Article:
To “get rich quick” used to be a personal finance buzz phrase producing over-exuberance that left us thinking if we could push a few magical buttons, we’d become financial gods in about five minutes. Truly, getting rich is pretty hard, so the thought that we could accomplish it while napping and sipping beach drinks was pretty appealing. So naturally, gurus and hucksters alike swarmed in to promote to the masses their ideal of how in a few finger snaps we could get wads and wads of cheddar. And by golly we ate it up.
Until…none of us got rich quickly. We didn’t even get rich slowly. We didn’t even get rich. If you take into account the dumb-ass books and seminars we attended, we actually got poorer! What we really learned was how to waste time and get poor.
So we got skeptical. The dreamy notion of getting rich quickly was supplanted with the not-as-fun yet realistic notion that we were more likely to get duped quickly. The formerly appealing term “get rich quickly” was subsequently derided and associated with schemes and trickery. Yet, there was still something to that “get rich” part.
We still wanted to get rich, but figured it actually required doing at least one productive human activity, and probably many. Once again, the gurus resurfaced with new, more realistic ways of getting rich. There’s the popular Get Rich Slowly blog, appealing to a steady, reasonable approach to personal finance and offers no help to NBA lottery picks and mobsters. Jim Cramer’s new book”Get Rich Carefully” has a title insinuating there are pitfalls to getting rich, not the least of which is becoming a psycho market junky like Cramer. These resources, among others, appear to be popping up everywhere, and I can only imagine what “get rich” idea will be en vogue next.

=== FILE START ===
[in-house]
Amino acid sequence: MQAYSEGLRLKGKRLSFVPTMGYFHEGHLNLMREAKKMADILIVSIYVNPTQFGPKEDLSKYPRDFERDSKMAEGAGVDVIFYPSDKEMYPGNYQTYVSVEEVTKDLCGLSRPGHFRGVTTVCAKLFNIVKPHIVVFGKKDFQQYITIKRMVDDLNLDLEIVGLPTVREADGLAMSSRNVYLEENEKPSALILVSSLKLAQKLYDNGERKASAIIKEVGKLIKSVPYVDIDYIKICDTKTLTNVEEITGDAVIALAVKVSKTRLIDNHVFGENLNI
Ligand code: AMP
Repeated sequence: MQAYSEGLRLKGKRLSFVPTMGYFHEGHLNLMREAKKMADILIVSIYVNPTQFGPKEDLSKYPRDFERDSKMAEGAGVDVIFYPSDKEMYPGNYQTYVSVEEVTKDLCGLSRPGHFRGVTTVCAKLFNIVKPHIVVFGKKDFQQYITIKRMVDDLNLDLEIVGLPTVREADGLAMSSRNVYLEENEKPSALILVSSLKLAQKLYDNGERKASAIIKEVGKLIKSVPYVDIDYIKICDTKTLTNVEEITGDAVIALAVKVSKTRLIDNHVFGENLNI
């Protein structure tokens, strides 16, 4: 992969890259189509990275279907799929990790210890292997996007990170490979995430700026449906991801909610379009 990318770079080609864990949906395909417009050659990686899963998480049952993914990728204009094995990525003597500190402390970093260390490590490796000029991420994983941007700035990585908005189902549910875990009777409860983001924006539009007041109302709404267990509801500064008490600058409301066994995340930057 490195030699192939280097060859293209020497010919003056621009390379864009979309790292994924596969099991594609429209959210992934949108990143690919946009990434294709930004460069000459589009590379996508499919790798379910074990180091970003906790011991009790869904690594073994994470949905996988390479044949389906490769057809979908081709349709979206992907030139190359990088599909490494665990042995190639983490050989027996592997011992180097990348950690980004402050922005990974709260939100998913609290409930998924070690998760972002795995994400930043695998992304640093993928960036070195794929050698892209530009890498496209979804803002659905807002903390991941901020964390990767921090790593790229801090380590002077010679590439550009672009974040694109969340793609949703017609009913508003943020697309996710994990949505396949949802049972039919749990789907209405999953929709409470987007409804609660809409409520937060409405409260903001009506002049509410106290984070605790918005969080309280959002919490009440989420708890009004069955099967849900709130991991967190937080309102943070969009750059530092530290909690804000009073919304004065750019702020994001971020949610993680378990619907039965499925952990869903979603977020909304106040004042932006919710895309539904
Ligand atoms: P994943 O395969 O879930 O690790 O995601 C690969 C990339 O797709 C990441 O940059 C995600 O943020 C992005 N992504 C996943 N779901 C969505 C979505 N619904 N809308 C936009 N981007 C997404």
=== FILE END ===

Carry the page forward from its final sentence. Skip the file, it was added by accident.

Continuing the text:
Get Rich, Haphazardly– This one is for those who’d like to craft their personal finance strategy around trying to win the lottery. Budgets are burdensome and buying tickets when we get our pack of smokes is so much easier. Trips to the bank are wasteful while trips to the gas station are requisite habits for fostering financial independence.
Get Rich, Hilariously– Offers ideas to become great at something obscure like the World’s Greatest Hot Dog Eater or NFL punter.
Get Rich, Invisibly– Gives tips on how to maintain a low profile publicly while swimming laps in a Scrooge McDuck coin pool privately.
Get Rich, Surprisingly– Teaches you odd ways to amass a fortune such as becoming a yard sale Craig’s List king, or honing uncanny abilities with a metal detector.
Get Rich, Apparently– Tells you nothing about how to build wealth but everything about how to look wealthy. Take a wild ride on the consumer debt express. Get a new Mercedez for your teen and buy a craft beer at a hockey game you crazy SOB.
What “Get Rich” book are you waiting for?